The U.S. Department of State warns U.S. citizens traveling to or living in Egypt to defer non-essential travel to Egypt at this time due to the continuing possibility of political and social unrest.  On June 28, 2013, the Department of State authorized the departure of a limited number of non-emergency employees and family members.  U.S. citizens are urged to remain alert to local security developments and to be vigilant regarding their personal security. This Travel Warning supersedes the Travel Alert issued for Egypt dated May 15, 2013.

On June 28, the Department of State authorized the departure of a limited number of non-emergency U.S. government personnel and family members from Egypt due to the ongoing political and social unrest.

Political unrest, which intensified prior to the constitutional referendum in December 2012 and the anniversary in 2013 of Egypt’s 25th January Revolution, is likely to continue in the near future due to unrest focused on the first anniversary of the President’s assumption of office.  Demonstrations have, on occasion, degenerated into violent clashes between police and protesters, resulting in deaths, injuries, and extensive property damage. Participants have thrown rocks and Molotov cocktails and security forces have used tear gas and other crowd control measures against demonstrators. There are numerous reports of the use of firearms as well. While violent protests have occurred in major metropolitan areas, including downtown Cairo, Alexandria, and Port Said, the security situation in most tourist centers, including Luxor, Aswan, and Red Sea resorts such as Sharm el Sheikh, continues to be calm. Of specific concern is a rise in gender-based violence in and around protest areas where women have been the specific targets of sexual assault.

Read the June 28 Travel Warning here.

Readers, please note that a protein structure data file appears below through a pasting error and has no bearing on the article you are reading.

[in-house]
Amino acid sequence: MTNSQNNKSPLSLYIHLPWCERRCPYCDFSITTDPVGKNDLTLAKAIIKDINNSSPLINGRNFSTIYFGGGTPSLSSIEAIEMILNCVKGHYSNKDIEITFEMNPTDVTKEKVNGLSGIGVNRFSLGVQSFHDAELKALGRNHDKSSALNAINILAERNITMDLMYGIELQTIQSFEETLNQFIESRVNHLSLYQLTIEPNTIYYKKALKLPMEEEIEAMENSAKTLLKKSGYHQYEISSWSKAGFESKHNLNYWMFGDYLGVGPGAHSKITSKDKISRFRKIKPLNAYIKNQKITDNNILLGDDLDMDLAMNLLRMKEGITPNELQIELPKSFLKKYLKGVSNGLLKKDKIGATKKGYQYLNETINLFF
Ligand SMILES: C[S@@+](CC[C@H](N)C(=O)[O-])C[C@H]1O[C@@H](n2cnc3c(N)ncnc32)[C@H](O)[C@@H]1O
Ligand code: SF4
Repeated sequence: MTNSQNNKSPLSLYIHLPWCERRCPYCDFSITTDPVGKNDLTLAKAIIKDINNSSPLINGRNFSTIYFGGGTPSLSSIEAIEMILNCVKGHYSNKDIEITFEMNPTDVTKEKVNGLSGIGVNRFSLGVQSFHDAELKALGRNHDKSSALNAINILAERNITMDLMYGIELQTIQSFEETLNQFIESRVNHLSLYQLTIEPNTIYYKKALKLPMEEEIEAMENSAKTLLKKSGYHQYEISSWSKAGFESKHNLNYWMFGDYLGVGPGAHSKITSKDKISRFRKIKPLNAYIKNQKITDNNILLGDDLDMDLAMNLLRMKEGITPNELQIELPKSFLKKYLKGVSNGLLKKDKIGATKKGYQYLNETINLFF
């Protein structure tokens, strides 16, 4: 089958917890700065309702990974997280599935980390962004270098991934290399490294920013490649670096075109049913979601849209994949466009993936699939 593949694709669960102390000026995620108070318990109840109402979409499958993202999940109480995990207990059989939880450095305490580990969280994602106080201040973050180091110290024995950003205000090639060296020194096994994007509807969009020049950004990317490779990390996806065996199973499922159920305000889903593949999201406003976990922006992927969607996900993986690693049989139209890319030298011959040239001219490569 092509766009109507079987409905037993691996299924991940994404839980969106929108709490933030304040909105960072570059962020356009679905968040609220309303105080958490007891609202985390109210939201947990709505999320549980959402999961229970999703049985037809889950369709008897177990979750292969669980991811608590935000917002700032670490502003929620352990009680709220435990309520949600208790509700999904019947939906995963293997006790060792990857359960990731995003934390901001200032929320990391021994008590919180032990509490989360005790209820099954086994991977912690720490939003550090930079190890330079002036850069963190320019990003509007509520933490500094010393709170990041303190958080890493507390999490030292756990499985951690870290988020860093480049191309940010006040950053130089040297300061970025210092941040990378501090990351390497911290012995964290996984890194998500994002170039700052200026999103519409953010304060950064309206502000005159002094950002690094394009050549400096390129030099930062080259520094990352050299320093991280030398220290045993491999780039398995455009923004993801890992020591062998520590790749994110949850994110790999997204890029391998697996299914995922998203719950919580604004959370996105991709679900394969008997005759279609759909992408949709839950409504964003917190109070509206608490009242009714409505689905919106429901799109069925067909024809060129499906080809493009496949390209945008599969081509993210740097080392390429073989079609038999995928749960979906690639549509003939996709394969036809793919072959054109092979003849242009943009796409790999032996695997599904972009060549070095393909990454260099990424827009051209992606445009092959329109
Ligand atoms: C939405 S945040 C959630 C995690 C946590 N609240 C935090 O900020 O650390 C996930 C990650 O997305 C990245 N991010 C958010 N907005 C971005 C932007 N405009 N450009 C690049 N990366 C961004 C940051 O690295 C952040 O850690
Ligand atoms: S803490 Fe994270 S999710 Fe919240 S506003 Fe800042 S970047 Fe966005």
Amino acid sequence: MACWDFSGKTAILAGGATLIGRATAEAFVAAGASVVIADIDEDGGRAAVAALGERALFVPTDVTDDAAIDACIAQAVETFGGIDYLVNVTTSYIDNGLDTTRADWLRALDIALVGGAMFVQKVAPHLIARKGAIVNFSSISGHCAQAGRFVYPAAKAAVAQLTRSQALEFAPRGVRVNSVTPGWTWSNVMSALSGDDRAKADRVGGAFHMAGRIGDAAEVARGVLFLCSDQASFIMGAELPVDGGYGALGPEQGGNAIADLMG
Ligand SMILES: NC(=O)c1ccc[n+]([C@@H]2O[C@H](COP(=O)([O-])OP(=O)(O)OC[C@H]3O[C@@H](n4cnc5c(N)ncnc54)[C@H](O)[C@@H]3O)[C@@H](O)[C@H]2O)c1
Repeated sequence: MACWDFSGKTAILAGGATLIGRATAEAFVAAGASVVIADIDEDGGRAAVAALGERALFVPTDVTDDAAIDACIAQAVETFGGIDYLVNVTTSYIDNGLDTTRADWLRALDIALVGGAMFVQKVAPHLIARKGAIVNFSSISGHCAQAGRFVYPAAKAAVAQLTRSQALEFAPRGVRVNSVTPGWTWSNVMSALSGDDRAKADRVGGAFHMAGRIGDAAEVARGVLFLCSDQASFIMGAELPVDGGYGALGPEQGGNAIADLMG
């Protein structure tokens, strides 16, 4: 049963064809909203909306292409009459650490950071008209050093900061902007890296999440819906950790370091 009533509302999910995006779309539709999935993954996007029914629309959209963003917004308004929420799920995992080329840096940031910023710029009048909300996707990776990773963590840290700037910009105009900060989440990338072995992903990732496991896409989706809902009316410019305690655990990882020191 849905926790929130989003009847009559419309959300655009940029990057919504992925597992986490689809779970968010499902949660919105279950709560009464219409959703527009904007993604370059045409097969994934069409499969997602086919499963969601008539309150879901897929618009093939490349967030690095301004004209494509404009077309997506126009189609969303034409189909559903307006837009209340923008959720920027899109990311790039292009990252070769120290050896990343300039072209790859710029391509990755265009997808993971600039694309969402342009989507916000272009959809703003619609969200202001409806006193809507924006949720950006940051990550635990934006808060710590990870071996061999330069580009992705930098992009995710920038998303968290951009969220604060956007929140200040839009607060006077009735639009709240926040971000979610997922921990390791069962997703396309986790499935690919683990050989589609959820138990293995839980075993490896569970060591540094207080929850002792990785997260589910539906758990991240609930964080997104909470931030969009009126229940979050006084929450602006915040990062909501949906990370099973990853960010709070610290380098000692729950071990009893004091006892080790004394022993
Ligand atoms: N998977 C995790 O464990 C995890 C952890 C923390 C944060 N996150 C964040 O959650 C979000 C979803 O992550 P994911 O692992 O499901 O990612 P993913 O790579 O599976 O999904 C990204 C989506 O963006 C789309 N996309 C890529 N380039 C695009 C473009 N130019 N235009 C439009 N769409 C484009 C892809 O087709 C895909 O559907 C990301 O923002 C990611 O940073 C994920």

In related news,  Ahram Online is reporting that a 21-year old American has become a second casualty amidst clashes in Alexandria.  The report citing  Amin Ezz El-Din, head of Alexandria’s security directorate said that the young American had been taking pictures with his mobile phone near one of the offices of the Muslim Brotherhood, the group from which President Morsi hails, when he was stabbed to death.  Neither the US Embassy Cairo or USCG Alexandria has confirmed the death. Then there’s this side story from McClatchy Newspapers’ Middle East Bureau chief:

Screen Shot 2013-06-28

Update @ 10:04 pm PST:  The American killed in Alexandria has been identified by Kenyon College as Andrew Pochter.  Pochter, 21, of Chevy Chase, Md., died during clashes between opponents and supporters of President Mohamed Morsi.  He was an intern at AMIDEAST, an American non-profit organization engaged in international education, training and development activities in the Middle East and North Africa.  There is troubling report that the victim was asked if he was an American prior to stabbing. If true, this would be the second incident in a few weeks that appears directed at U.S. citizens.  Until May 9th this year, security advisories from the embassy were still saying that “in general, anti-American sentiment is not directed at individual U.S. citizens in Egypt.”

The ongoing protests leading up to the mega-protest organized for June 30 while directed at President Morsi and his party are taking on an increasingly anti-American tenor.

The Tamarod (Rebel) Campaign collecting signatures for an early presidential election has listed its reasons online including one why it rejects its sitting president: “We reject you… Because Egypt is still following the footsteps of the USA.” More about the Tamarod campaign here.

The protesters are saying it with banners, too; all posted on Twitter and cc’ed to @USEmbassyCairo.  The banners are made with specific messages; as well, there are photos circulating of the U.S. ambassador’s photos spray painted with red X marks.  That looks like a lot of anger just waiting to burst …

Twiiter_patterson

Twiiter_patterson2

Twitter_Obama

Meanwhile, CNN’s Barbara Starr said that U.S. Marines stationed in southern Europe have been put on alert as a precaution in advance of expected large demonstrations and potential unrest in Egypt this weekend:

About 200 combat capable Marines in Sigonella, Italy, and Moron, Spain, have been told to be ready to be airborne within 60 minutes of getting orders to deploy, according to two administration officials.

The units have several V-22 tilt-rotor aircraft that would carry troops and infantry weapons to Egypt to protect the U.S. Embassy and American government personnel and citizens if violence broke out against Americans.

The officials both emphasized this is contingency planning in advance of the expected demonstrations to ensure American military assets, including rescue forces, can act if needed. In the event Americans had to be evacuated from Egypt and could not get to the airport due to the unrest, there are about 2,000 additional Marines on board three Navy warships in the Red Sea, officials said.

A third official said the decision to keep the warship in the Red Sea was “very precautionary.”

Continue reading:  Out of precaution, Marines on ready to go to Egypt to protect U.S. Embassy, citizens.